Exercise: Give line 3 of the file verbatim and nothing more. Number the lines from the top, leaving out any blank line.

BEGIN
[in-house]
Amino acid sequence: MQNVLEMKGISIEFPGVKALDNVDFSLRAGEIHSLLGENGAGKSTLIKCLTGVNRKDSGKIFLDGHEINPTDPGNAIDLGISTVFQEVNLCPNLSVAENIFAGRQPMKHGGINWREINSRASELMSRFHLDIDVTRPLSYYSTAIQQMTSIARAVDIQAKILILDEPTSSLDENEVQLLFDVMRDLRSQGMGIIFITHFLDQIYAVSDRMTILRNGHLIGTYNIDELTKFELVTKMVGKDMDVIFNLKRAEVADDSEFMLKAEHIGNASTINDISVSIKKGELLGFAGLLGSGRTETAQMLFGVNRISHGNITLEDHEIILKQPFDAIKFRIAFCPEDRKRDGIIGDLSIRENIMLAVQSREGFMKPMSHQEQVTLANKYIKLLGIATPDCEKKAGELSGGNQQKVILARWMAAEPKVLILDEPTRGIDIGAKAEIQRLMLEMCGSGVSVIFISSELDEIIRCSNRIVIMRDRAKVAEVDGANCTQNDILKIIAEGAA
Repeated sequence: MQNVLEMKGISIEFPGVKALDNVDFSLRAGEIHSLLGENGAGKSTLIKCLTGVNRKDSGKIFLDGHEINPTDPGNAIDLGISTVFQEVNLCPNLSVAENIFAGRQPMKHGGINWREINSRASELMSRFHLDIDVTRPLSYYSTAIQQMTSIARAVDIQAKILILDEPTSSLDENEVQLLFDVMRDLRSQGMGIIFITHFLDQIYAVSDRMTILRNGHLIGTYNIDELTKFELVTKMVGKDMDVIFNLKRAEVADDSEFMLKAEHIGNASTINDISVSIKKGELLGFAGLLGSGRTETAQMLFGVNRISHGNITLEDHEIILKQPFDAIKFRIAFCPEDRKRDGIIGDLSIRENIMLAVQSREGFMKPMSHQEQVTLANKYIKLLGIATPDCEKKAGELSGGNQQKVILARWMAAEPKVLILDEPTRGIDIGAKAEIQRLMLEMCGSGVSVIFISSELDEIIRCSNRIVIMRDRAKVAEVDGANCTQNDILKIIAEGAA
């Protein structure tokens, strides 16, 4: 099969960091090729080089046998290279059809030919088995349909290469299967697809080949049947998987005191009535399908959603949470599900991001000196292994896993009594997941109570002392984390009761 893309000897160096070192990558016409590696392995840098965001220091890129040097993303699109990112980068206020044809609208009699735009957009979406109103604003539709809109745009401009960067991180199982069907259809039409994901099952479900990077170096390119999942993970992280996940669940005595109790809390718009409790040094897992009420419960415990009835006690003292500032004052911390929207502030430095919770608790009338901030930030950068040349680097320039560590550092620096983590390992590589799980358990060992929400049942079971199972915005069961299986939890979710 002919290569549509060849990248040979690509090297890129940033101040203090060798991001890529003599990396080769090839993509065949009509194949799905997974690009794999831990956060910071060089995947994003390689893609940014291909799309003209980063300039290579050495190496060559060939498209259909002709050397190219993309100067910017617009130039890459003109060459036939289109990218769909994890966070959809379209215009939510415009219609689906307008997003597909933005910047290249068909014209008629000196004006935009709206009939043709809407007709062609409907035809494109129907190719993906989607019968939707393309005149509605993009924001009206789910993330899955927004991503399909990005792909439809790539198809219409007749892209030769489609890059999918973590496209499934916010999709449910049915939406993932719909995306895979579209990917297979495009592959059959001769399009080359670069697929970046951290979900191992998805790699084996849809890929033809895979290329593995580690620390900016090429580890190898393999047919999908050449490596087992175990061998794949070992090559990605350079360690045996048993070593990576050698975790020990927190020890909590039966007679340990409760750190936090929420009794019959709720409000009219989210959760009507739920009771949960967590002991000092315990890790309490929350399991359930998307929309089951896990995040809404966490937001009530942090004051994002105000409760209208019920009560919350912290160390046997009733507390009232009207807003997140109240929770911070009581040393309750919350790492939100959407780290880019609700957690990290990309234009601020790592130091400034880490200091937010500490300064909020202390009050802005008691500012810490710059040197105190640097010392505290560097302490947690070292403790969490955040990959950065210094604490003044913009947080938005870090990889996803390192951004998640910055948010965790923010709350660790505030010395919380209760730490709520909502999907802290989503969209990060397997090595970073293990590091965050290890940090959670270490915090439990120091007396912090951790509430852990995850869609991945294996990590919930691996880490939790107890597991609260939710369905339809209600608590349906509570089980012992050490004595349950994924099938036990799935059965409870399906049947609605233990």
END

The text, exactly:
Repeated sequence: MQNVLEMKGISIEFPGVKALDNVDFSLRAGEIHSLLGENGAGKSTLIKCLTGVNRKDSGKIFLDGHEINPTDPGNAIDLGISTVFQEVNLCPNLSVAENIFAGRQPMKHGGINWREINSRASELMSRFHLDIDVTRPLSYYSTAIQQMTSIARAVDIQAKILILDEPTSSLDENEVQLLFDVMRDLRSQGMGIIFITHFLDQIYAVSDRMTILRNGHLIGTYNIDELTKFELVTKMVGKDMDVIFNLKRAEVADDSEFMLKAEHIGNASTINDISVSIKKGELLGFAGLLGSGRTETAQMLFGVNRISHGNITLEDHEIILKQPFDAIKFRIAFCPEDRKRDGIIGDLSIRENIMLAVQSREGFMKPMSHQEQVTLANKYIKLLGIATPDCEKKAGELSGGNQQKVILARWMAAEPKVLILDEPTRGIDIGAKAEIQRLMLEMCGSGVSVIFISSELDEIIRCSNRIVIMRDRAKVAEVDGANCTQNDILKIIAEGAA